By Todd Richissin
When the U.S. Supreme Court handed down its decision Tuesday on affirmative action policies at Michigan colleges and universities, largely lost in the reporting that day was another decision that could directly impact far more people.
That is, the high court ruled that if police receive an anonymous 911 tip about erratic driving, they can pull over the called-about vehicle and question and even search the driver.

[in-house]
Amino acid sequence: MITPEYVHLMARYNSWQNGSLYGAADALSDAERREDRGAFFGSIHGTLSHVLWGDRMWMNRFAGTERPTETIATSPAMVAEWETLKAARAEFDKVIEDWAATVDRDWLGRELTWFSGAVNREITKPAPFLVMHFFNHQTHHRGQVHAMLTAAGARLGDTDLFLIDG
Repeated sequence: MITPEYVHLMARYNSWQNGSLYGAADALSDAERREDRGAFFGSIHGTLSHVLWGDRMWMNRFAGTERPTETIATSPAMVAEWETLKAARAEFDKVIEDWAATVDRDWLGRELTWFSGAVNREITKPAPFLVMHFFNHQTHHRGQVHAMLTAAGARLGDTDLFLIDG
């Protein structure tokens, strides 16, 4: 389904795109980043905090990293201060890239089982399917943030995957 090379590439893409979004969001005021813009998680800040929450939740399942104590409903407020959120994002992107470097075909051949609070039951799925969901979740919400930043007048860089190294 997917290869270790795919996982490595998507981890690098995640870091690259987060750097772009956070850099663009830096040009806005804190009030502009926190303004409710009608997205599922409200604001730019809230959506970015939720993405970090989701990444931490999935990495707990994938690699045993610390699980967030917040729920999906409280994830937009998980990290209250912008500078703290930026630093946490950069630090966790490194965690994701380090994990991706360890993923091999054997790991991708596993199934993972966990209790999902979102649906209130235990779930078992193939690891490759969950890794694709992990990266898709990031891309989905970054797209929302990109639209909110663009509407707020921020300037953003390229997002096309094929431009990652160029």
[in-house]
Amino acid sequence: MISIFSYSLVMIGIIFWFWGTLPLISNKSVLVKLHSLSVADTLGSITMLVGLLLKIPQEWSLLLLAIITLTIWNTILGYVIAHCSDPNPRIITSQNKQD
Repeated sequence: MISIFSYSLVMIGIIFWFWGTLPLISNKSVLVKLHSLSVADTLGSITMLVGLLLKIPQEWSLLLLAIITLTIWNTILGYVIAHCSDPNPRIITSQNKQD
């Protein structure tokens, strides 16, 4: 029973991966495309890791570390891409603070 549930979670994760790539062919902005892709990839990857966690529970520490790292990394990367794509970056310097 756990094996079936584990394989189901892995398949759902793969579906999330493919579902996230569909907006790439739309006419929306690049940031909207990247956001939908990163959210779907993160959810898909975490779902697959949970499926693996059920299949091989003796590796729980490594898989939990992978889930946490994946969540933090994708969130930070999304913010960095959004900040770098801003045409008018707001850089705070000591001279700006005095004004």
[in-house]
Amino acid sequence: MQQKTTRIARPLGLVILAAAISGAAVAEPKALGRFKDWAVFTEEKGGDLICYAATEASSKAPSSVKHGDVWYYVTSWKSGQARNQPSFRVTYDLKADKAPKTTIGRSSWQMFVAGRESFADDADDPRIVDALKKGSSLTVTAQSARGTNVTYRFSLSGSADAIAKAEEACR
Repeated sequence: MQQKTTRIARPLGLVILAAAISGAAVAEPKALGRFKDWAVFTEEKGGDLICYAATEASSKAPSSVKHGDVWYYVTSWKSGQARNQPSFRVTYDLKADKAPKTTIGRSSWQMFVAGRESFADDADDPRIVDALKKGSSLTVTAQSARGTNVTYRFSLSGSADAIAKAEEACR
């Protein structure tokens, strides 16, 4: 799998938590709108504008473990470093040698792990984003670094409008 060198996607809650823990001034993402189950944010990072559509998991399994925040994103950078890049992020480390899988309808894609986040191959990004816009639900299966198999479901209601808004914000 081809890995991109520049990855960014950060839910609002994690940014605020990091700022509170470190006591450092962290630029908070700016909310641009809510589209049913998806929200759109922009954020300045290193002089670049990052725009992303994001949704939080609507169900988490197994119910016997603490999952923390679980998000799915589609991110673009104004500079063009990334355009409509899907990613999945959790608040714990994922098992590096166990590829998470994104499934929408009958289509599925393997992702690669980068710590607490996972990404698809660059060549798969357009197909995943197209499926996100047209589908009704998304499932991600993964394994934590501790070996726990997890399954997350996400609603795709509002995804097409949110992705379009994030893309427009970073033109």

The court has long held that officers can make stops based on anonymous tips, but only if the information in those tips provide enough detail to give rise to a reasonable suspicion of criminal activity.
Which raises the question:
Is it right that police can pull over a car based on an anonymous tip? Tell us what you think in comments below.